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How old is ancient? In Sicily, ten thousand years might be a good estimation --though this could be debated.
The necklace shown here (at left) is Phoenician, made circa 700 BC (BCE).
The shell necklace (right) is neolithic, dating from around 7,000 BC, or
about nine thousand years ago, and the boar tusks are contemporary to the necklace. The neolithic
civilisation of Sicily culminated in the Proto-Sicanian
culture, a prelude to the island's earliest "native" society.
So far as we know, these were not Indo-Europeans but descendants of an earlier
wave of humans moving westward across Europe and the Mediterranean as early
as 35,000 BC. For comparison, the culture of Europe's Proto-Celts would
be more accurately described as "Indo-European" based on language
and other facors.
Perhaps this should be placed in a more global context. By 1000 BC, one
of the distinctions between the native North American civilisations (which
migrated from Asian lands about 15,000 years ago) and certain Eurasian and
African ones was that the woodland and plains "Indians" did not
use metal to fashion tools. Farther south, certain American peoples (the
Aztecs) did, but other developments, such as the Old World's extensive use
of alphabetic written language and specific technologies (the wheel), also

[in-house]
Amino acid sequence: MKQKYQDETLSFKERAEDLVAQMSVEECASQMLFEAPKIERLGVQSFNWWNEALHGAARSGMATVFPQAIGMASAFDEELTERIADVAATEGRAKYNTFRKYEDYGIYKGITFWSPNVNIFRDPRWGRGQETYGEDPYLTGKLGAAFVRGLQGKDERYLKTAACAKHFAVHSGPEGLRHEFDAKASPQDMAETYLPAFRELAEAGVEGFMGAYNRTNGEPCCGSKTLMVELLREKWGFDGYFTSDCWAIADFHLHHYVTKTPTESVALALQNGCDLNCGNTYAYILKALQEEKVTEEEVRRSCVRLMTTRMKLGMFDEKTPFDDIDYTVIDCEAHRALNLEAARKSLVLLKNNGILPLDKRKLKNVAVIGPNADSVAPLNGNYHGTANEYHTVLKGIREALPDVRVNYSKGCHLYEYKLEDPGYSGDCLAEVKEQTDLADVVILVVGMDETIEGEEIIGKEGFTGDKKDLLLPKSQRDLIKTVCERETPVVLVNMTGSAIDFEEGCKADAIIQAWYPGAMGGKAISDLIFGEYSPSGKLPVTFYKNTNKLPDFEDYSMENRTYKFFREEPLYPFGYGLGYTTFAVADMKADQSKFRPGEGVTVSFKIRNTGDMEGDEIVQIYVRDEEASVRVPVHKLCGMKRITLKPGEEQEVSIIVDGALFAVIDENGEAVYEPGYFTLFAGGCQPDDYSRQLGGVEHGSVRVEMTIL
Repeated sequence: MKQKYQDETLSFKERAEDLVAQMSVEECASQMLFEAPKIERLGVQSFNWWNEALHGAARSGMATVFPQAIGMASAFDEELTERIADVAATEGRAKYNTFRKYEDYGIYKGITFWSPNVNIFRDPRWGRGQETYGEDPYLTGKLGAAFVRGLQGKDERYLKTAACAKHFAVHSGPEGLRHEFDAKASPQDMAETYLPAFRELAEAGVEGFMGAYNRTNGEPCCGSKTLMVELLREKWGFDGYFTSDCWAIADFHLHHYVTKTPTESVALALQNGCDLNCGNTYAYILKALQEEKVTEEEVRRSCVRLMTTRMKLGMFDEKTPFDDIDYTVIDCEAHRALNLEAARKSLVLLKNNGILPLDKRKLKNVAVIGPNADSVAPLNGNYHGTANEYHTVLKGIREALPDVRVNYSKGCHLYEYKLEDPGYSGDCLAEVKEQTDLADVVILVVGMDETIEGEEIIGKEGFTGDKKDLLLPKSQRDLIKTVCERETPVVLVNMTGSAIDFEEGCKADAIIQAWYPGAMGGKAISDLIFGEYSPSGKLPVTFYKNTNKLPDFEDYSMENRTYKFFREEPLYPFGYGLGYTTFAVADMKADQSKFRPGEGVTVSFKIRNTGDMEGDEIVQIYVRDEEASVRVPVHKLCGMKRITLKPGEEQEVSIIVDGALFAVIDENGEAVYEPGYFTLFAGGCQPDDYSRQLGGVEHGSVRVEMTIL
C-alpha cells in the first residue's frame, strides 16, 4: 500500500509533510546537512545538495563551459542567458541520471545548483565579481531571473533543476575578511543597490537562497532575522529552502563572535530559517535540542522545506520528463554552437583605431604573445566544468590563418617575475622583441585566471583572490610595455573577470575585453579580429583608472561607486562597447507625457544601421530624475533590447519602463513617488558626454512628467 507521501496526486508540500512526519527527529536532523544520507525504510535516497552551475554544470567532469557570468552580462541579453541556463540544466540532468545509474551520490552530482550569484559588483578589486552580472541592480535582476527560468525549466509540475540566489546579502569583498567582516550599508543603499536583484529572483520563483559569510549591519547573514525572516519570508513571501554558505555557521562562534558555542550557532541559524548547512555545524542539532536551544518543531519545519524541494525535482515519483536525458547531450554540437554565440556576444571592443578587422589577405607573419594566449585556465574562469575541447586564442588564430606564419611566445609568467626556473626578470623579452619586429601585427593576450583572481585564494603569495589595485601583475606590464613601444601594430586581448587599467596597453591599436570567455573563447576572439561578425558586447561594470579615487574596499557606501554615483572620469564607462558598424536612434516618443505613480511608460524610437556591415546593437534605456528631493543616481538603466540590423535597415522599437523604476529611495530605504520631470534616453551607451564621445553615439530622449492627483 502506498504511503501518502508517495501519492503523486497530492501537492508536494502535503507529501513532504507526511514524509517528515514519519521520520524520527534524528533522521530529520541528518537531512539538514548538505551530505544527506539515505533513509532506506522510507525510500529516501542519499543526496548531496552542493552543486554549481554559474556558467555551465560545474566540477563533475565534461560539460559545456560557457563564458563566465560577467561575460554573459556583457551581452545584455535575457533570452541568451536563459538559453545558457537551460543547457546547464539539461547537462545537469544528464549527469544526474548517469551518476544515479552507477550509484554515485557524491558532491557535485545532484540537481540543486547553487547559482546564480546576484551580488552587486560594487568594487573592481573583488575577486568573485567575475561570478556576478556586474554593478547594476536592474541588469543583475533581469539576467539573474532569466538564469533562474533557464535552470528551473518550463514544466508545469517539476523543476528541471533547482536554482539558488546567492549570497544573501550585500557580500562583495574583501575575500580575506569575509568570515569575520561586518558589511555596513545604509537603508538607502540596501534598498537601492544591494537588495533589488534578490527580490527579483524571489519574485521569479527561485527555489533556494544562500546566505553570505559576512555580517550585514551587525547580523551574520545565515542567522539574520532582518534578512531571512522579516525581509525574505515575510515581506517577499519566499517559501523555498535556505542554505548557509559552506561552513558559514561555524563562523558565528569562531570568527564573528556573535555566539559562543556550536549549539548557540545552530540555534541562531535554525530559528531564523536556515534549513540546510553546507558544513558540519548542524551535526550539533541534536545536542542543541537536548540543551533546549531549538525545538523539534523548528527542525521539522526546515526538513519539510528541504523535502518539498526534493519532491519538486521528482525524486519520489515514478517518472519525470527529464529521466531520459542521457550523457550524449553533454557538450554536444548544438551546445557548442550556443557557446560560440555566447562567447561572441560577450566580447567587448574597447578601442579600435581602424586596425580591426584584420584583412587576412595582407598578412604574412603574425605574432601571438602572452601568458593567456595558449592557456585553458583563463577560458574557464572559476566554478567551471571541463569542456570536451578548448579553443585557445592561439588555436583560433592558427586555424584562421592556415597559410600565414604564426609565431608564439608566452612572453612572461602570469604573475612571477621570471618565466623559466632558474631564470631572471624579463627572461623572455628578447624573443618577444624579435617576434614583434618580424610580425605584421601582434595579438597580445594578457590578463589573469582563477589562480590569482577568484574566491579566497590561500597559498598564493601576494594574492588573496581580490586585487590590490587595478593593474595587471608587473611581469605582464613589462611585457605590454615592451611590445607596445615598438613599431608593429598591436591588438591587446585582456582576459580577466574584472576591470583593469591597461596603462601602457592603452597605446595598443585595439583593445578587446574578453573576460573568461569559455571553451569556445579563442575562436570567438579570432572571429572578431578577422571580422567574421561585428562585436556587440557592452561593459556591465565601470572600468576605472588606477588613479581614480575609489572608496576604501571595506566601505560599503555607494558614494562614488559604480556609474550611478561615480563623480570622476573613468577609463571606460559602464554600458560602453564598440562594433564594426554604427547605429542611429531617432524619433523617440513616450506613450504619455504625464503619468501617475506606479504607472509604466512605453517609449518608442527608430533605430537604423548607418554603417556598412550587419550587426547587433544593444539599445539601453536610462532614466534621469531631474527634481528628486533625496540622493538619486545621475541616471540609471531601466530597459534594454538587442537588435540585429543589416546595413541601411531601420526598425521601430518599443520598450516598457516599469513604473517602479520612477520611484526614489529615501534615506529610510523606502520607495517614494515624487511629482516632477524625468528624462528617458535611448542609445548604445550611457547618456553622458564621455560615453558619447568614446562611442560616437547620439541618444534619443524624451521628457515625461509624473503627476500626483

defined the differences between the American and Eurasian cultures. However,
in viewing objects that pre-date the bronze-copper age, we're reminded of
what these societies had in common --long ago. Prehistory was supplanted
by "history" only when written language, however abstract, came
into common use as a record of events and ideas.
Back in Sicily, there were eastern Mediterranean influences as the Elymians and then Phoenicians
and Greeks colonised the island. In time, the use
of stones and bones as the primary elements of jewelry gave way to bronze,
silver and gold, with rubies, emeralds and ivory as embellishments. Glass
was also used. Not surprisingly, much of the Phoenician work bears the mark
of Egyptian influences.
We cannot know with certainty precisely when man first fashioned necklaces and other decorative jewelry, but estimates (based on actual archeological evidence) place this development at an early date indeed, long before mankind's arrival in Sicily.
In the earliest historical period, a distinctly "Sicilian" style is difficult to discern, the ancient and medieval history of Sicily being that of a succession of conquerors. Clearly, fashion trends existed then as now, though it was a slower process.
Pulcherrima Res is an exhibit of some of these objects at the Salinas
Archeological Museum (Piazza Olivella, Palermo) through April 2006. The
display includes neolithic, Elymian, Phoenician, Greek, Roman and Byzantine
pieces found in Sicily. Some are simple, others are mythological and a few
are Christian. All are beautiful.
About the Author: Antonella Gallo, who teaches art in Rome, has written numerous articles on arts and artists for Best of Sicily.